Thank you again. I'm grateful, hesitant, learning. I'm also amazed at the kind, caring people you meet if you open up. Yes, the members of the people on PR are amazing.
    Last edited by karuna; 2 Weeks Ago at 07:20 PM.

  9. #28
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    Hi @karuna

    In my absence I fear I did not have an opportunity to read any posts where you may have discussed your particular diagnosis. I’ll spend some time over the next few days reading in the hope I can get up to speed. Hyponatremia can be very serious, but is normally rather easily corrected by diet unless there exists an underlying pathology which prevents you from replacing sodium faster than you’re apparently losing it.

    I do not know what type of insurance, if any, you currently have. However, most often visits to a Palliative care specialist are covered by most Commercial Insurances as well as Medicare and Medicaid. Most people don’t realize that one can be 30 years old with a Chronic Disease like Staged Kidney Failure and qualify for Palliative services. The clinician may need to bill your Insurer in a special way to get services covered, but at the core Palliative medicine is simply the practice of easing and treating symptoms arising from any chronic, incurable disease process. People in Palliative care can live for many, many years.

    Hospice differs in that the patient MUST have a diagnosis from a clinician of having 6 months or less to live. Obviously, no clinician can predict anyone’s death with certainty, but people enter Hospice ( now, more than in the past ) earlier than they once did. If 6 months rolls around and my patient is busy visiting DisneyWorld with family, we normally need only contact Medicare ( the vast majority of our patients use Medicare ) and have their physician RE Certify them as eligible for services, and it all starts over without interruption.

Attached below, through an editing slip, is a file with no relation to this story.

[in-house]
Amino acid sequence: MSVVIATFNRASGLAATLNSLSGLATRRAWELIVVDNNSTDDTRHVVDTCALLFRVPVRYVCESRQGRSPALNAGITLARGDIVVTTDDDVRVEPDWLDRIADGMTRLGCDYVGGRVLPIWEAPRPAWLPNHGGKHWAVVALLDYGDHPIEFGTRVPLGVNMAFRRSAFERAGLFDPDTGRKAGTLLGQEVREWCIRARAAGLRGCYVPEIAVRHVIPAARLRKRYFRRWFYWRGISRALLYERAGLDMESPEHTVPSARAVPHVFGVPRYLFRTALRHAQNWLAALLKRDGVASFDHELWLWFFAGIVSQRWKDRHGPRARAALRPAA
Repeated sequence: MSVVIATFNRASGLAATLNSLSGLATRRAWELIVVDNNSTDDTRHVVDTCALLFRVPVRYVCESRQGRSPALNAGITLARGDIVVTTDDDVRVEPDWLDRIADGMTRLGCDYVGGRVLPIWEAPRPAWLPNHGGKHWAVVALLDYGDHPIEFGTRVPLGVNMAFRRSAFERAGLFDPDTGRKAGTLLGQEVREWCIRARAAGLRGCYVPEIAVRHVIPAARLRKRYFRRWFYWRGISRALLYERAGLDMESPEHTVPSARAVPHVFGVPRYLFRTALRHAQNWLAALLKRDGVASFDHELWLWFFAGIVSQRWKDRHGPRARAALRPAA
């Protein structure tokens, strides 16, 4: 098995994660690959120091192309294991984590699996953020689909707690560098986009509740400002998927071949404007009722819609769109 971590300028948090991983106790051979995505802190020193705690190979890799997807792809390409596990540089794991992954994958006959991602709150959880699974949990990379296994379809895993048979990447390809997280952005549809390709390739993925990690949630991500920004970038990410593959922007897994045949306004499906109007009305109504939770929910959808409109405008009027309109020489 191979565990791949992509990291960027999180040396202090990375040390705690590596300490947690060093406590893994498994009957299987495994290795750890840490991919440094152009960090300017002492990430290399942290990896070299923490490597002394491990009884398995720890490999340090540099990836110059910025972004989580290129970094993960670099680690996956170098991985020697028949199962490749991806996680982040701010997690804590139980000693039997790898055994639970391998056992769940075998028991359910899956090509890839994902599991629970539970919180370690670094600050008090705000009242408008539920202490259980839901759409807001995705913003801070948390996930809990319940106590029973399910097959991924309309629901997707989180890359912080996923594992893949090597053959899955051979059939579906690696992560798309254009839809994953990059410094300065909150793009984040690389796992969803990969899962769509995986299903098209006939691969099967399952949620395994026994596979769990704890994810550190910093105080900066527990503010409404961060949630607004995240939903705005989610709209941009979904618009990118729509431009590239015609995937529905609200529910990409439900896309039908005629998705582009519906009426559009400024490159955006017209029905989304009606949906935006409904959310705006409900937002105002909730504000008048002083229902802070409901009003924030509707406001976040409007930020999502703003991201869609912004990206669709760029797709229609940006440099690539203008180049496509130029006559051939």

Be Well~
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  10. #29
    @H20shed65

    I have an autoimmune disease -Mixed Connective Tissue disease. Migraines, Lupus, RA, Sjogren's, respiratory complications, photo-sensitivity, fibromyalgia, newly diagnosed renal failure, I've had other health issues prior to that diagnosis. I have a benign tumor on my Pituitary and a Astrocytoma tumor which is malignant. I have had Von Willibrands, well forever which makes surgery a bit more complicated. I had many laparoscopies for endometriosis and it wasn't until I had a hysterectomy that I had my first experience with hyponatremia--wrote that off to the water overload. The endo was very advanced and was done with excision and laser. I had always had an infusion of DDAVP prior to a surgery and was ill after but never made the connection, but after the hysterectomy I was in a coma for 3 days and pretty out of it afterward. I had excellent surgeons, but no one knew DDAVP was what me sick after the laparoscopies for the endo. I lost one ureter from the disease. Everything was fine and I wished I had done it sooner, once I felt better.